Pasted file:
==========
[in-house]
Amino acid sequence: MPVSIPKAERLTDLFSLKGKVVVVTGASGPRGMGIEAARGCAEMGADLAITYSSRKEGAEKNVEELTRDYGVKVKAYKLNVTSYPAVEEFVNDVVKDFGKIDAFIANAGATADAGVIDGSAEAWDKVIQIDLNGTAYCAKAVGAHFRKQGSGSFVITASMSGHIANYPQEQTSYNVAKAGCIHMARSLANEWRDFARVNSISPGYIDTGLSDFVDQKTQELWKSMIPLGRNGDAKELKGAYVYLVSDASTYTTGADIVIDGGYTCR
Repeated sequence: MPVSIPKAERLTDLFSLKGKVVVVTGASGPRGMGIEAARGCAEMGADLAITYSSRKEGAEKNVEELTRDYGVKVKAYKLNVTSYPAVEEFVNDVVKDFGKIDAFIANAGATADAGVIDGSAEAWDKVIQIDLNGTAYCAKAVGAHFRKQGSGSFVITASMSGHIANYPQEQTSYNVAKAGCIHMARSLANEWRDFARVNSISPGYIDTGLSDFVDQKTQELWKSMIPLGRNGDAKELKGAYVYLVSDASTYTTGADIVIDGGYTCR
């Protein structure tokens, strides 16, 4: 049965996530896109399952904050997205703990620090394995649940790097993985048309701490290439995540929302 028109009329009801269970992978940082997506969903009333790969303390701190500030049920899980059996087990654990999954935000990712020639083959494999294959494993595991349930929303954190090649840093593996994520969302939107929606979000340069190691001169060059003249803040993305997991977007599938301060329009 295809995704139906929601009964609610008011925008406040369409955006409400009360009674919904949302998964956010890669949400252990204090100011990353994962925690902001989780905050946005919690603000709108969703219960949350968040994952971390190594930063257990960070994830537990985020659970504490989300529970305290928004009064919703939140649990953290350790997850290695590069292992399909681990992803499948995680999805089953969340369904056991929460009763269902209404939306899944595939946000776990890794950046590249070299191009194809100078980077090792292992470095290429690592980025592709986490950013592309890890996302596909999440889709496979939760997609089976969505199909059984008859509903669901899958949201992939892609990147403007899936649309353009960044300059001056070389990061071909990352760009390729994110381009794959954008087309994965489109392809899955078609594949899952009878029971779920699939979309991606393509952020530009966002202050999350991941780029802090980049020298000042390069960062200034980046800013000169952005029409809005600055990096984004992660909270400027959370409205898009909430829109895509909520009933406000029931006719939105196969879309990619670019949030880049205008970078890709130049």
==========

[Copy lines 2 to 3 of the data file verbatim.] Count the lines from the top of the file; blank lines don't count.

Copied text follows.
Amino acid sequence: MPVSIPKAERLTDLFSLKGKVVVVTGASGPRGMGIEAARGCAEMGADLAITYSSRKEGAEKNVEELTRDYGVKVKAYKLNVTSYPAVEEFVNDVVKDFGKIDAFIANAGATADAGVIDGSAEAWDKVIQIDLNGTAYCAKAVGAHFRKQGSGSFVITASMSGHIANYPQEQTSYNVAKAGCIHMARSLANEWRDFARVNSISPGYIDTGLSDFVDQKTQELWKSMIPLGRNGDAKELKGAYVYLVSDASTYTTGADIVIDGGYTCR
Repeated sequence: MPVSIPKAERLTDLFSLKGKVVVVTGASGPRGMGIEAARGCAEMGADLAITYSSRKEGAEKNVEELTRDYGVKVKAYKLNVTSYPAVEEFVNDVVKDFGKIDAFIANAGATADAGVIDGSAEAWDKVIQIDLNGTAYCAKAVGAHFRKQGSGSFVITASMSGHIANYPQEQTSYNVAKAGCIHMARSLANEWRDFARVNSISPGYIDTGLSDFVDQKTQELWKSMIPLGRNGDAKELKGAYVYLVSDASTYTTGADIVIDGGYTCR